Range Dilemma: What to Do If Someone’s Being Unsafe

You’re not comfortable with the unsafe practices you’re seeing from someone you don’t know at the range. What do you do?

by posted on April 24, 2023
Deering Range Dilemma Safety

Range safety is everyone’s responsibility and everyone’s concern. If you’re trying to enjoy a day at the range but someone else is breaking safety rules—their finger is on the trigger when they’re not about to shoot, they break the 180, they flag themselves or someone else with their muzzle, their action is consistently kept closed during a cease-fire, etc.—it must be addressed. How?

Any shooter has the right to call a cold range at any moment, and if you see a serious safety violation that needs addressing immediately, don’t hesitate to shout “Cease fire!” and repeat yourself until all shooting has stopped and you have every shooter’s attention. You can do this even at a supervised range with a range officer if you see an immediate danger that they haven’t yet noticed.

If there is an RO or other range staff present, it’s their job to handle these situations. They can’t watch everyone at once, so if they’ve missed a safety violation, your best bet is to approach the range officer and discreetly let them know you’re concerned about a particular behavior from a particular shooter. Let them handle it. If they don’t handle it to your satisfaction, leave, and consider speaking to the range owner or management about it. An RO who is lax about safety or is afraid to address real problems should not be supervising a range.

If you’re on an unsupervised range, things get stickier. You’ll probably need to speak to the offender yourself. Walk up to them slowly and make sure they see you approach—don’t sneak up on anyone at the range! Be exceedingly polite, but firm, and approach them not with an accusatory, “Hey, Buddy, what’s the matter with you?” tone but more of an, “Excuse me, I’m a little concerned—can I talk to you about something?” conversation starter. The goal is to educate, not start a fight.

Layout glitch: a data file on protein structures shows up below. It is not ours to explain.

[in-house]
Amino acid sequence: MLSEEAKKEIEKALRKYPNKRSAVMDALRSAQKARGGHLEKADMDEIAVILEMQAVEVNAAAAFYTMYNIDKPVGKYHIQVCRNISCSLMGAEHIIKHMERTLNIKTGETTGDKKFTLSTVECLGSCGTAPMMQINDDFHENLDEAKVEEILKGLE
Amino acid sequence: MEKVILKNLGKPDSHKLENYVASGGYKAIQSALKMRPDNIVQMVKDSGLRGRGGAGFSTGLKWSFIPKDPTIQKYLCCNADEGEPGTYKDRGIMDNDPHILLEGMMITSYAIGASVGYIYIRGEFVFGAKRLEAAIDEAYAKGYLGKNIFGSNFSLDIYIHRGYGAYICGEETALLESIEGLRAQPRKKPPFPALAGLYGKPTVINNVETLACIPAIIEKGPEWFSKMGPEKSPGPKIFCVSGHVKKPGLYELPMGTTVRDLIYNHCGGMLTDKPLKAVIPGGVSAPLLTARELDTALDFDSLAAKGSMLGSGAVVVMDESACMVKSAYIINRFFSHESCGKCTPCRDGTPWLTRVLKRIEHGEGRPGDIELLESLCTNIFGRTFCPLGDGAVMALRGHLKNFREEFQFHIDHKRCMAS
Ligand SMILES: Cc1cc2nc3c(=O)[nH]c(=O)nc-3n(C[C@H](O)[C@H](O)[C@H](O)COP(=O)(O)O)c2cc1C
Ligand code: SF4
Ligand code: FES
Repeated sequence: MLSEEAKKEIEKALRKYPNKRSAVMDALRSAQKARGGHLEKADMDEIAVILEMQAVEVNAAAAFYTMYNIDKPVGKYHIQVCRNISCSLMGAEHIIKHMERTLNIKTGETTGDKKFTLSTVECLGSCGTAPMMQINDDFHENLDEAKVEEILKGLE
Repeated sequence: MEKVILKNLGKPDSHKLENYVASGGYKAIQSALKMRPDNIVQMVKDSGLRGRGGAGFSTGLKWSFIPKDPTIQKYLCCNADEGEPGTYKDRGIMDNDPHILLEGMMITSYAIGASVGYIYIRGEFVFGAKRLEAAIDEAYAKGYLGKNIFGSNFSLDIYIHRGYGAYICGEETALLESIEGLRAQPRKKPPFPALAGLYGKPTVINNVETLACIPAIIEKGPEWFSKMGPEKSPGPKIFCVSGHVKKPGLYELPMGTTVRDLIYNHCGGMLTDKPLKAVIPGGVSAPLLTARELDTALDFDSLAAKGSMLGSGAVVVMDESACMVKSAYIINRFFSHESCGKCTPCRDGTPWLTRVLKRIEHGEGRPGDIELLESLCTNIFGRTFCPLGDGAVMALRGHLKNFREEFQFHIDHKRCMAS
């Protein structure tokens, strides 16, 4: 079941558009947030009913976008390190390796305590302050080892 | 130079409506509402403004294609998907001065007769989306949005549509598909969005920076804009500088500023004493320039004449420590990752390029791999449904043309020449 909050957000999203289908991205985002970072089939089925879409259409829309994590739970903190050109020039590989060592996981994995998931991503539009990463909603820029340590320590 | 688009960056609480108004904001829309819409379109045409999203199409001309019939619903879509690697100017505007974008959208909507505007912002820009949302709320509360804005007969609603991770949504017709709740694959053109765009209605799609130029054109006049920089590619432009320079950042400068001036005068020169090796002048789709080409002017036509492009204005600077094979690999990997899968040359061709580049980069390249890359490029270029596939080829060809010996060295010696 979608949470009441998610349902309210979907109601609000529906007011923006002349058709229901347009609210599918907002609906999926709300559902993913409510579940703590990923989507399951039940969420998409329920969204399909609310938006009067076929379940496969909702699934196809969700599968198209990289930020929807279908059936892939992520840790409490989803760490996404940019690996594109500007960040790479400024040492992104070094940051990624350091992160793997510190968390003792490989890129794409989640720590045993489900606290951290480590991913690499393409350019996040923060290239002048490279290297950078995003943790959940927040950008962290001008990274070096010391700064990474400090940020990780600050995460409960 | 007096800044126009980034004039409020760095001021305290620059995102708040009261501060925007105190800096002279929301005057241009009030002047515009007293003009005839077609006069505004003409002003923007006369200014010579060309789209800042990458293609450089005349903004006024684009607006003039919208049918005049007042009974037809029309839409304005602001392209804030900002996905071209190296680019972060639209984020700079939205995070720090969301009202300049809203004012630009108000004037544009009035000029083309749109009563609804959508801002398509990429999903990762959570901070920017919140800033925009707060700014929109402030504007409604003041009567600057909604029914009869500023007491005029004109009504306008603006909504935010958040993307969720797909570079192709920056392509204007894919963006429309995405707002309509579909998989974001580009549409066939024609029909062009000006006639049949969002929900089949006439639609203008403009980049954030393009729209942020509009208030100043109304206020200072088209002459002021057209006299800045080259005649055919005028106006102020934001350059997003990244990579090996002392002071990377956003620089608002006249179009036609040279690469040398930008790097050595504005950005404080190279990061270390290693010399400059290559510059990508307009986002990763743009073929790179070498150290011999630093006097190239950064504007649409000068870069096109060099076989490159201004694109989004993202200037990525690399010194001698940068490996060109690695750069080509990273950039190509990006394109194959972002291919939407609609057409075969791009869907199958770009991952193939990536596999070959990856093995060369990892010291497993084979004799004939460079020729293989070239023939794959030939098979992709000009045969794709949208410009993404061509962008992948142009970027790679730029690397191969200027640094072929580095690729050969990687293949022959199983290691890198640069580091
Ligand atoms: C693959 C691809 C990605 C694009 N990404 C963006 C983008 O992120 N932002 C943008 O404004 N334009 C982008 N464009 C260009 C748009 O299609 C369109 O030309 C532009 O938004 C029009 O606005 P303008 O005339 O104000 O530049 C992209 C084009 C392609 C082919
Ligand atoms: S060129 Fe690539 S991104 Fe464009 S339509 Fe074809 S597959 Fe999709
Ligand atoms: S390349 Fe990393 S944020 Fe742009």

Not everyone takes this kind of correction well. If they are receptive to learning better handling practices or they’re apologetic and seem genuinely determined to do better, you can all go back to shooting. Keep an eye on them. If the unsafe behavior continues after your discussion, or if they were hostile when you suggested they were unsafe, I advise leaving. If the first conversation didn’t work, a second is unlikely to improve anything, and I do not recommend you stay in an unsafe situation just because you want to finish shooting or you want to avoid offending someone by leaving. Get out. Consider calling range management (if it’s public, that might be a game warden) to alert them to the issue if it’s bad enough.

Some unsupervised ranges are in the middle of nowhere, often without cell service. If I’m shooting alone at a range like this and witness unsafe behavior from a man, and he and I are the only ones around, I might choose to just take off rather than start a potentially contentious conversation with a stranger in a remote location. Use your judgement on this one.

Bottom line: Range safety is everyone’s concern. When you witness someone being unsafe at the range, it’s your duty to bring it to the range officer’s attention or calmly address it yourself if you think it is safe for you to do so.




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